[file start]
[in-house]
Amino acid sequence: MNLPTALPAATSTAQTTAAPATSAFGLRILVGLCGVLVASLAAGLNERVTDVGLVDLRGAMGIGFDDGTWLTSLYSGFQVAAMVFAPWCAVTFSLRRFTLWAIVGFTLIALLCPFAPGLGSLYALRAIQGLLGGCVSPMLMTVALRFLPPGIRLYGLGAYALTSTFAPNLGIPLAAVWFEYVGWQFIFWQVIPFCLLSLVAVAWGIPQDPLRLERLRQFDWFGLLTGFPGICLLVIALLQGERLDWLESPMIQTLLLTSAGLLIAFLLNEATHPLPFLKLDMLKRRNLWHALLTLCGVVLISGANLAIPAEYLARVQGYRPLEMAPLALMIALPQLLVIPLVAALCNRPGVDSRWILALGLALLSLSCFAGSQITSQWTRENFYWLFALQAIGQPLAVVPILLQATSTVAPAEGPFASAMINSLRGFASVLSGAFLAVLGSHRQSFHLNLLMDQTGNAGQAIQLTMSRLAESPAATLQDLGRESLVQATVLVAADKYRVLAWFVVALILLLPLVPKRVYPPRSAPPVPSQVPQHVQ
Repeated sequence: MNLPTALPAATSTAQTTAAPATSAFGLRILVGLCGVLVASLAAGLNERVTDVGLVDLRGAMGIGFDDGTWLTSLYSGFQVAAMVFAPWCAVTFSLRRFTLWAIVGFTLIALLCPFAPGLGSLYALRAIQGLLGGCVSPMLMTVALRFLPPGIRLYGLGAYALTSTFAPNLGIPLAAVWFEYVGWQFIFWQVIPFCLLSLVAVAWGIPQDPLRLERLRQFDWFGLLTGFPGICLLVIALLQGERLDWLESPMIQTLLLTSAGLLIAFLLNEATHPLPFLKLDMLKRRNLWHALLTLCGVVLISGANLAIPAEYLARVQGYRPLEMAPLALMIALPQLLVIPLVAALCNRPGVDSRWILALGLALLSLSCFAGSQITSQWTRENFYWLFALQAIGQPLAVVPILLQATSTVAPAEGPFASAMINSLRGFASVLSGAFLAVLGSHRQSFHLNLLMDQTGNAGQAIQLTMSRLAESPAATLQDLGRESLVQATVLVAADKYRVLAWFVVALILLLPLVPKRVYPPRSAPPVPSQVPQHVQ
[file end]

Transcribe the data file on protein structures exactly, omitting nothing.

[in-house]
Amino acid sequence: MNLPTALPAATSTAQTTAAPATSAFGLRILVGLCGVLVASLAAGLNERVTDVGLVDLRGAMGIGFDDGTWLTSLYSGFQVAAMVFAPWCAVTFSLRRFTLWAIVGFTLIALLCPFAPGLGSLYALRAIQGLLGGCVSPMLMTVALRFLPPGIRLYGLGAYALTSTFAPNLGIPLAAVWFEYVGWQFIFWQVIPFCLLSLVAVAWGIPQDPLRLERLRQFDWFGLLTGFPGICLLVIALLQGERLDWLESPMIQTLLLTSAGLLIAFLLNEATHPLPFLKLDMLKRRNLWHALLTLCGVVLISGANLAIPAEYLARVQGYRPLEMAPLALMIALPQLLVIPLVAALCNRPGVDSRWILALGLALLSLSCFAGSQITSQWTRENFYWLFALQAIGQPLAVVPILLQATSTVAPAEGPFASAMINSLRGFASVLSGAFLAVLGSHRQSFHLNLLMDQTGNAGQAIQLTMSRLAESPAATLQDLGRESLVQATVLVAADKYRVLAWFVVALILLLPLVPKRVYPPRSAPPVPSQVPQHVQ
Repeated sequence: MNLPTALPAATSTAQTTAAPATSAFGLRILVGLCGVLVASLAAGLNERVTDVGLVDLRGAMGIGFDDGTWLTSLYSGFQVAAMVFAPWCAVTFSLRRFTLWAIVGFTLIALLCPFAPGLGSLYALRAIQGLLGGCVSPMLMTVALRFLPPGIRLYGLGAYALTSTFAPNLGIPLAAVWFEYVGWQFIFWQVIPFCLLSLVAVAWGIPQDPLRLERLRQFDWFGLLTGFPGICLLVIALLQGERLDWLESPMIQTLLLTSAGLLIAFLLNEATHPLPFLKLDMLKRRNLWHALLTLCGVVLISGANLAIPAEYLARVQGYRPLEMAPLALMIALPQLLVIPLVAALCNRPGVDSRWILALGLALLSLSCFAGSQITSQWTRENFYWLFALQAIGQPLAVVPILLQATSTVAPAEGPFASAMINSLRGFASVLSGAFLAVLGSHRQSFHLNLLMDQTGNAGQAIQLTMSRLAESPAATLQDLGRESLVQATVLVAADKYRVLAWFVVALILLLPLVPKRVYPPRSAPPVPSQVPQHVQ